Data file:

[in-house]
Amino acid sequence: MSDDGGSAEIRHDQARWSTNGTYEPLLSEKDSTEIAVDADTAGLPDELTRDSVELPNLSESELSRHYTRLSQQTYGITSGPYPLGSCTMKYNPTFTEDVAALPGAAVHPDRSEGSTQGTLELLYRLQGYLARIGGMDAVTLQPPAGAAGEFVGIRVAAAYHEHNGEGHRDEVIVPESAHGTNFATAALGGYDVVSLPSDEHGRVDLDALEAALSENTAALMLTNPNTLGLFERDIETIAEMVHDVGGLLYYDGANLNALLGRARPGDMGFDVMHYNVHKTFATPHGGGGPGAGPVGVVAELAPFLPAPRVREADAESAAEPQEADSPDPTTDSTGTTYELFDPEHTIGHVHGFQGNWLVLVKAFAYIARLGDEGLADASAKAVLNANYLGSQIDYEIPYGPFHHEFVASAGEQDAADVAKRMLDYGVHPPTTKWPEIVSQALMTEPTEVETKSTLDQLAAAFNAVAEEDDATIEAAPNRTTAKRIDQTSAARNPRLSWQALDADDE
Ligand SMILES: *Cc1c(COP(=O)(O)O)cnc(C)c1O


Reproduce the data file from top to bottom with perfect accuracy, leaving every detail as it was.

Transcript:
[in-house]
Amino acid sequence: MSDDGGSAEIRHDQARWSTNGTYEPLLSEKDSTEIAVDADTAGLPDELTRDSVELPNLSESELSRHYTRLSQQTYGITSGPYPLGSCTMKYNPTFTEDVAALPGAAVHPDRSEGSTQGTLELLYRLQGYLARIGGMDAVTLQPPAGAAGEFVGIRVAAAYHEHNGEGHRDEVIVPESAHGTNFATAALGGYDVVSLPSDEHGRVDLDALEAALSENTAALMLTNPNTLGLFERDIETIAEMVHDVGGLLYYDGANLNALLGRARPGDMGFDVMHYNVHKTFATPHGGGGPGAGPVGVVAELAPFLPAPRVREADAESAAEPQEADSPDPTTDSTGTTYELFDPEHTIGHVHGFQGNWLVLVKAFAYIARLGDEGLADASAKAVLNANYLGSQIDYEIPYGPFHHEFVASAGEQDAADVAKRMLDYGVHPPTTKWPEIVSQALMTEPTEVETKSTLDQLAAAFNAVAEEDDATIEAAPNRTTAKRIDQTSAARNPRLSWQALDADDE
Ligand SMILES: *Cc1c(COP(=O)(O)O)cnc(C)c1O